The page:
Girl Scouts, one of the oldest and largest global communities for girls, has completed a tech overhaul that lets its U.S. troops enter the age of e-commerce.
Arguably, “the number one reason that people don’t buy Girl Scout cookies isn’t because they’re not craving a Thin Mint or a Samoa. It’s because they don’t know a Girl Scout,” Fast Company reports. The wait is over: Girl Scouts USA is launching a national online cookie-selling platform.
The Digital Cookie e-commerce program lets scouts set up their own sales pages to take online orders for direct customer-shipping, and uses the existing Girl Scout Cookie Finder app to process orders on mobile devices.[more]
As the Digital Cookie website notes, the goal isn’t just to make cookie sale fundraising more efficient and convenient—it fulfills the organization’s mission to empower girls:
“Digital Cookie helps take the five essential life skills girls learn through the traditional cookie program to a whole new level—introducing critical lessons about online marketing, application use, and ecommerce to more than one million excited Girl Scouts, in real-time.”
Girl Scouts USA CEO Anna Maria Chávez calls it a multi-year “tech renaissance” for the 100-year-old organization. Or, as Fast Company puts it, the push is “really a case study… of how to take a century-old iconic brand and make it relevant and customer-focused while maintaining traditional values.”
Despite a decline in membership for the past ten years, there is still a waiting list of 30,000 girls eager to become Scouts. The challenge isn’t finding interested girls, but adult volunteers, with a scarcity of troop leaders and supporters inspiring the national organization to simply the onboarding process from two months to 70 minutes.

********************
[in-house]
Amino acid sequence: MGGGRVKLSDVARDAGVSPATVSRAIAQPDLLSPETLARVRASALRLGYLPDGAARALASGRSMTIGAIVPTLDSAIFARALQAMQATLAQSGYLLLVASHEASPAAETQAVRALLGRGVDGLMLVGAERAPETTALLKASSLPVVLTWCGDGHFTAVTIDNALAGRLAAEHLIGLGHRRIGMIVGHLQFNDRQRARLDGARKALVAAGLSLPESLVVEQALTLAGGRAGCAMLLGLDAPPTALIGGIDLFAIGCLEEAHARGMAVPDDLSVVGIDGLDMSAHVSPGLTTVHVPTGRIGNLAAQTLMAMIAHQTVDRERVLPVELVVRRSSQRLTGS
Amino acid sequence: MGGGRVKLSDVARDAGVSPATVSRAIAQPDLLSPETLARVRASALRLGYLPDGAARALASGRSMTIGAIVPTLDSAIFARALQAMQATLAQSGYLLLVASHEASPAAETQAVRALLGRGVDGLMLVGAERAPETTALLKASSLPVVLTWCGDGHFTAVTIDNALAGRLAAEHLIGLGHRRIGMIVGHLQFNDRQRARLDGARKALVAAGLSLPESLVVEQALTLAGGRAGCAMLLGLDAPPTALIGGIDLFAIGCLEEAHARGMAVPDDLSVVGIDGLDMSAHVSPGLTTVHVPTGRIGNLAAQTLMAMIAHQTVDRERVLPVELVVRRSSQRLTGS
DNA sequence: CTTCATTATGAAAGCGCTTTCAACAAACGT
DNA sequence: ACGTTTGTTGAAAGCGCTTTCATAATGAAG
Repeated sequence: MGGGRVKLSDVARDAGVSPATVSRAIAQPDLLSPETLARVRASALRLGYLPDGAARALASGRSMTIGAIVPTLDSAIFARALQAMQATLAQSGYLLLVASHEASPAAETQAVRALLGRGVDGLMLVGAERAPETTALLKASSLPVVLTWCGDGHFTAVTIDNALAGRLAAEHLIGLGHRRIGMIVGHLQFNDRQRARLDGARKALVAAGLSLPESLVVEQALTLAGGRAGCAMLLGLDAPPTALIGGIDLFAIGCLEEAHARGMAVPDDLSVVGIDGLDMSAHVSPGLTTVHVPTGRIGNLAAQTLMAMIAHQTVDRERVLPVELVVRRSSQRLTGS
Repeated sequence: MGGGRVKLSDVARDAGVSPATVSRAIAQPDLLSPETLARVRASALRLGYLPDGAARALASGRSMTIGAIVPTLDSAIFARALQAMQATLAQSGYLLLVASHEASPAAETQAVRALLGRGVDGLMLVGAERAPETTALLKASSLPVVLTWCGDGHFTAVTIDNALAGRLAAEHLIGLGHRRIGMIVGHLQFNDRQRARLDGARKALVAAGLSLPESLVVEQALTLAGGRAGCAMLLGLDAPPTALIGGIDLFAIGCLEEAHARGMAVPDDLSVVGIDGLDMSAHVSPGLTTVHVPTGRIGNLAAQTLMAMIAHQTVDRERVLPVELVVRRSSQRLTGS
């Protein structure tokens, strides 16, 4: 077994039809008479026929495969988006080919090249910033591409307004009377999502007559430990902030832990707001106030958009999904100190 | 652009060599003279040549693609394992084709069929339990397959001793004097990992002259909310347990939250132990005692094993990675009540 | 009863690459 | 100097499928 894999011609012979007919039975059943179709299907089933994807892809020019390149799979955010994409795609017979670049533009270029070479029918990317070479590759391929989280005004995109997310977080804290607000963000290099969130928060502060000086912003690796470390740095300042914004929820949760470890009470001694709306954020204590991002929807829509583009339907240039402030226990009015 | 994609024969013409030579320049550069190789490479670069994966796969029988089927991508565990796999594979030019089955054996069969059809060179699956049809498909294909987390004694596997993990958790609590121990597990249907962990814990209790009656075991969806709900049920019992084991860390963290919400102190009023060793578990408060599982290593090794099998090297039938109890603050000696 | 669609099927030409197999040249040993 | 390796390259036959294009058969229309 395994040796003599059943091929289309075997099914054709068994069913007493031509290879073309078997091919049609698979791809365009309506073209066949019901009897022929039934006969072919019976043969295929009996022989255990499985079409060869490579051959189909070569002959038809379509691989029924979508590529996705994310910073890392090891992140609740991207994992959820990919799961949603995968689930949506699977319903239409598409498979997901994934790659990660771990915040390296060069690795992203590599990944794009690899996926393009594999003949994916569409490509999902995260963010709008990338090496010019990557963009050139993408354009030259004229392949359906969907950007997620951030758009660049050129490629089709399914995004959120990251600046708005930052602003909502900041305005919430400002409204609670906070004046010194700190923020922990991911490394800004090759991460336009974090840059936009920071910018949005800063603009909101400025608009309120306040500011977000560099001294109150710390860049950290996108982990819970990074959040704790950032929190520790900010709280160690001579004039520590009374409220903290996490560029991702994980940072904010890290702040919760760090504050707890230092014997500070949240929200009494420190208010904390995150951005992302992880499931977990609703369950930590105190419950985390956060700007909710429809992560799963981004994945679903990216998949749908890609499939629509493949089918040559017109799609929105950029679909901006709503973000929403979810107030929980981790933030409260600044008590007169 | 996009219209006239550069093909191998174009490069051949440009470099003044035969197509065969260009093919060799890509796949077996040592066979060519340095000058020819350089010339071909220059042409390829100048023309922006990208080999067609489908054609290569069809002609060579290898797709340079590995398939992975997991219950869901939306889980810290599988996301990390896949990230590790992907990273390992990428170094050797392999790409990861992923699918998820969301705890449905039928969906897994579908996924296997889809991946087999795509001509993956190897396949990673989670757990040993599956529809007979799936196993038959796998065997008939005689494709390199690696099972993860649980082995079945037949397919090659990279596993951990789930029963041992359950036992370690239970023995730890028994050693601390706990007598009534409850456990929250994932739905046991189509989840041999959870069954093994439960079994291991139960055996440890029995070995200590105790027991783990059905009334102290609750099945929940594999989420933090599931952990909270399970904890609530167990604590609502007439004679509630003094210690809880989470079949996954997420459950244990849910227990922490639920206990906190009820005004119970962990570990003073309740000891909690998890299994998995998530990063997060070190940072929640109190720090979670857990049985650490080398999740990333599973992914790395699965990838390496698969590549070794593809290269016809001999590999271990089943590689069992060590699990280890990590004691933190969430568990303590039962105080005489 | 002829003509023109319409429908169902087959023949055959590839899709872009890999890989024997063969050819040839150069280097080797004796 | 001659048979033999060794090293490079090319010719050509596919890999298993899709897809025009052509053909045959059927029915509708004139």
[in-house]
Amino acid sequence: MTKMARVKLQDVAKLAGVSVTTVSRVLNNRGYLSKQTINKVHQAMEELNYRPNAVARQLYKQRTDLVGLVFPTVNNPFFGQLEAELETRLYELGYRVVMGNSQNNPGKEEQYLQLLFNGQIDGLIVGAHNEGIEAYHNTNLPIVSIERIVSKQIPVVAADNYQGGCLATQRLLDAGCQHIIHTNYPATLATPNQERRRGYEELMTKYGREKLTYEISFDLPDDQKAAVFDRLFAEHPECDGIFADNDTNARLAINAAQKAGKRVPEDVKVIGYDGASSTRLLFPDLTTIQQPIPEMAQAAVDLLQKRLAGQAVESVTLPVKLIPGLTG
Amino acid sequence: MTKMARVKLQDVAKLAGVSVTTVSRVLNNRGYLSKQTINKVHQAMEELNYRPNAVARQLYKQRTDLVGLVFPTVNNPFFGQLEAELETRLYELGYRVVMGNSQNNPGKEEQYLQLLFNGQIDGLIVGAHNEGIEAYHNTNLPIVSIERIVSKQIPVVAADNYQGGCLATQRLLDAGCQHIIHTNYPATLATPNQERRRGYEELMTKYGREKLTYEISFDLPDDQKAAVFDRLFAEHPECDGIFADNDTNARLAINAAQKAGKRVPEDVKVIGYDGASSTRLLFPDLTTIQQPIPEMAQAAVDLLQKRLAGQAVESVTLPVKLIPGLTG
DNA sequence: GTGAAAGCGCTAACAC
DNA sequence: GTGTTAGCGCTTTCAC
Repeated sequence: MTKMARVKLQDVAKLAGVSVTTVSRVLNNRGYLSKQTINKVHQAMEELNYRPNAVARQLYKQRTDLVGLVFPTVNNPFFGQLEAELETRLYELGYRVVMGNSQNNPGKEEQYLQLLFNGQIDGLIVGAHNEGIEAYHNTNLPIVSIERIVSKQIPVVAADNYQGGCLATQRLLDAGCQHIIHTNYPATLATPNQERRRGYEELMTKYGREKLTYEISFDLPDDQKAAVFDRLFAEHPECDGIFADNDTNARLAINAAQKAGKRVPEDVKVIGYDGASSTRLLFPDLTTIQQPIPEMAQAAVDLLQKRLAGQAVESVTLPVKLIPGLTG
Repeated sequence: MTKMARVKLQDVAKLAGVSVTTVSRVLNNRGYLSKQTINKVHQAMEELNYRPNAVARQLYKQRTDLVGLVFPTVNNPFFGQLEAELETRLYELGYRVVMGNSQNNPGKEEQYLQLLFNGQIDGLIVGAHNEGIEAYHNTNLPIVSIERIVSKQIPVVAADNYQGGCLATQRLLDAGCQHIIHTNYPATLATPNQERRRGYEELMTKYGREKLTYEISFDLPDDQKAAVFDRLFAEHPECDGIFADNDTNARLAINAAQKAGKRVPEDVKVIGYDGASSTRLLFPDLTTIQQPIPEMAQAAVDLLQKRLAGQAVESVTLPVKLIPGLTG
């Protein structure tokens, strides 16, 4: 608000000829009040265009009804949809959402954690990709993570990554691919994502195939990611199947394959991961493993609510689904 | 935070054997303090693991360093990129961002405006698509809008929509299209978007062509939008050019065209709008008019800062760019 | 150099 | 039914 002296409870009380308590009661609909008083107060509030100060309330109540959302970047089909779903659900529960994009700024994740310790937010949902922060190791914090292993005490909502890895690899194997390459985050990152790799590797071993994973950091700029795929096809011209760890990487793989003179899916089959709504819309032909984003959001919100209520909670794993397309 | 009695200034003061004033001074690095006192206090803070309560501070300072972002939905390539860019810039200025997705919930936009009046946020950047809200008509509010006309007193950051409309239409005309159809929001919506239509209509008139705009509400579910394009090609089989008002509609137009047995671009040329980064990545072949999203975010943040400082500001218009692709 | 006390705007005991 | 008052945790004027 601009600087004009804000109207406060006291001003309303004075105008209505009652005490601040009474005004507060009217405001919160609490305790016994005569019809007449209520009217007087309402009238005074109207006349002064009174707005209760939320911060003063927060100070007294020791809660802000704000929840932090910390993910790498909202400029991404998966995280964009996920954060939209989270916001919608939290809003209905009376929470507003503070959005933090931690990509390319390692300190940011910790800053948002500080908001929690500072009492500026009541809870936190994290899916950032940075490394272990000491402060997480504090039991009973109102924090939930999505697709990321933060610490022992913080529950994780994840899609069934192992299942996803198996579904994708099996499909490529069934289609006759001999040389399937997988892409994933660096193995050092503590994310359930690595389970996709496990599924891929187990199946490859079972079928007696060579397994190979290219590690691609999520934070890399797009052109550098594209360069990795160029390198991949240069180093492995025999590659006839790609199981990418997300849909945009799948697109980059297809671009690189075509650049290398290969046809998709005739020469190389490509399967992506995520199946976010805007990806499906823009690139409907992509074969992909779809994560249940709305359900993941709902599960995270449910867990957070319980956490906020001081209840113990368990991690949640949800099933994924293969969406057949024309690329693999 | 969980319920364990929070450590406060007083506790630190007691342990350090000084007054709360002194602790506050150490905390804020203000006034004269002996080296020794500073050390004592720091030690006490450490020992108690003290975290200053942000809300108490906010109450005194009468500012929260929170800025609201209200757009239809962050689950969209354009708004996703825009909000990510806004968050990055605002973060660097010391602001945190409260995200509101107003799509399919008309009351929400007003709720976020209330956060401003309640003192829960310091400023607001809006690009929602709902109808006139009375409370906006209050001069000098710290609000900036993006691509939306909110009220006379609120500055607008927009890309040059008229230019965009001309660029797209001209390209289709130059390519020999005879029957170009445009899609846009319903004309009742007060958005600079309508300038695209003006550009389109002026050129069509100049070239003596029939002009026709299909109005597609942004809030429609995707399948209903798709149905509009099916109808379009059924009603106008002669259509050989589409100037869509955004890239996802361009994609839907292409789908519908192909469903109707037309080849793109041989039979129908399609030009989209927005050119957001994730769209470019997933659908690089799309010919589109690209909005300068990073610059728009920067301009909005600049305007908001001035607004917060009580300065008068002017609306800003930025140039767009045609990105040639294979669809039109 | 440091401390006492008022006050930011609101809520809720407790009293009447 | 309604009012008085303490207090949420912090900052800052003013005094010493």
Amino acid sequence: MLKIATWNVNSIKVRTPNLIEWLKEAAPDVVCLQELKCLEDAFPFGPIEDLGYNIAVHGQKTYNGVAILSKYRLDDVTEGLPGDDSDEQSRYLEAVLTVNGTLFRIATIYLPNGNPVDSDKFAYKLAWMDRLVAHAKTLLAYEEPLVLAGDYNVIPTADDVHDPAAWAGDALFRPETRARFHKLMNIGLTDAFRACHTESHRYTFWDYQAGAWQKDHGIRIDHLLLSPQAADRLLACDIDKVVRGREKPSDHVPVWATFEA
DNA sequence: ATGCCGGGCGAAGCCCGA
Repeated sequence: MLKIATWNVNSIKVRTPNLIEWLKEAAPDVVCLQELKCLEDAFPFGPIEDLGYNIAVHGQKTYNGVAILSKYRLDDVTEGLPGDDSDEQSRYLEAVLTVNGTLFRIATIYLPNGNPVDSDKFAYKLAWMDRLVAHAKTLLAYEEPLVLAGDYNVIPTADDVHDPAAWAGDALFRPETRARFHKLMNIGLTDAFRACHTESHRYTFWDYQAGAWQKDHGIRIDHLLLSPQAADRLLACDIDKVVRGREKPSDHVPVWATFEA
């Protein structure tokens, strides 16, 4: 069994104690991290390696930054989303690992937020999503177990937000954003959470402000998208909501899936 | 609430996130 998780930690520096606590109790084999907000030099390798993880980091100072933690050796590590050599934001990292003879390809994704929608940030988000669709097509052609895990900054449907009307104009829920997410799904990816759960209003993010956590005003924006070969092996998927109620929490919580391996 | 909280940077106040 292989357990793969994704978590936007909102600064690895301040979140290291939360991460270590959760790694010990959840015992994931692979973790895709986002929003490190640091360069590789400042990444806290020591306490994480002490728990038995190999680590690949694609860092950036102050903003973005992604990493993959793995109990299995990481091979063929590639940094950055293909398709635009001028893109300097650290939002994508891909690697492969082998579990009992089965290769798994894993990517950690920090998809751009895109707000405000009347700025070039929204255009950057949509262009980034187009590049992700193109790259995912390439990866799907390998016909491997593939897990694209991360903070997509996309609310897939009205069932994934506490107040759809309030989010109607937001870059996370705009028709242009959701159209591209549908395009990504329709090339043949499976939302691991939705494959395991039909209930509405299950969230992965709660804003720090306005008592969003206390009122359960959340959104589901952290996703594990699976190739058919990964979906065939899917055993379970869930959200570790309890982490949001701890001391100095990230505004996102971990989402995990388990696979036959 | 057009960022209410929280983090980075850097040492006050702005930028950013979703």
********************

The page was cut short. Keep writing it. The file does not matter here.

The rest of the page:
Another hurdle is how to maintain security and privacy for kids entering the unruly world of social media as the Scouts solicit customers via email or Facebook to visit their websites. The solution: Every Scout’s parent or guardian must approve everything on a girl’s web page, and girls under 13 must use an anonymous designation.
“A lot of people have asked, ‘What took you so long to get online?’ We spend a lot of time thinking how do we make this safe, scalable and smart,” said Kelly M. Parisi, chief communications executive for Girl Scouts USA.
The Girl Scouts has refreshed its look in recent years, introducing a new look and logo in 2010 and redesigning its cookie box in 2012, the year the organization turned 100, along with a refreshed voice and messaging platform in the last year.
Earlier steps at the local level towards national digital sales include the Cookie Club, a password-protected website for sending e-cards and taking pledges to buy cookies. Payment and sales were still done old-school, face-to-face, however.
By 2013, National Girl Scout Cookie Day, the organization’s annual fundraising push, had its own iPhone and Android apps to help locate sellers, a dedicated blog, a one-day contest on Facebook and a Twitter hashtag: #onemorebox.
“Girls have been telling us that they want to go into this space,” said Sarah Angel-Johnson, chief Digital Cookie executive. “Online is where entrepreneurship is going.”
The cookies sell for about $4 a box on average, while the Digital Cookie initiative requires an investment of more than $15 million for the first few years. But as Chavez told Fast Company, “This is not just a technology solution. It’s a new business model for our movement.”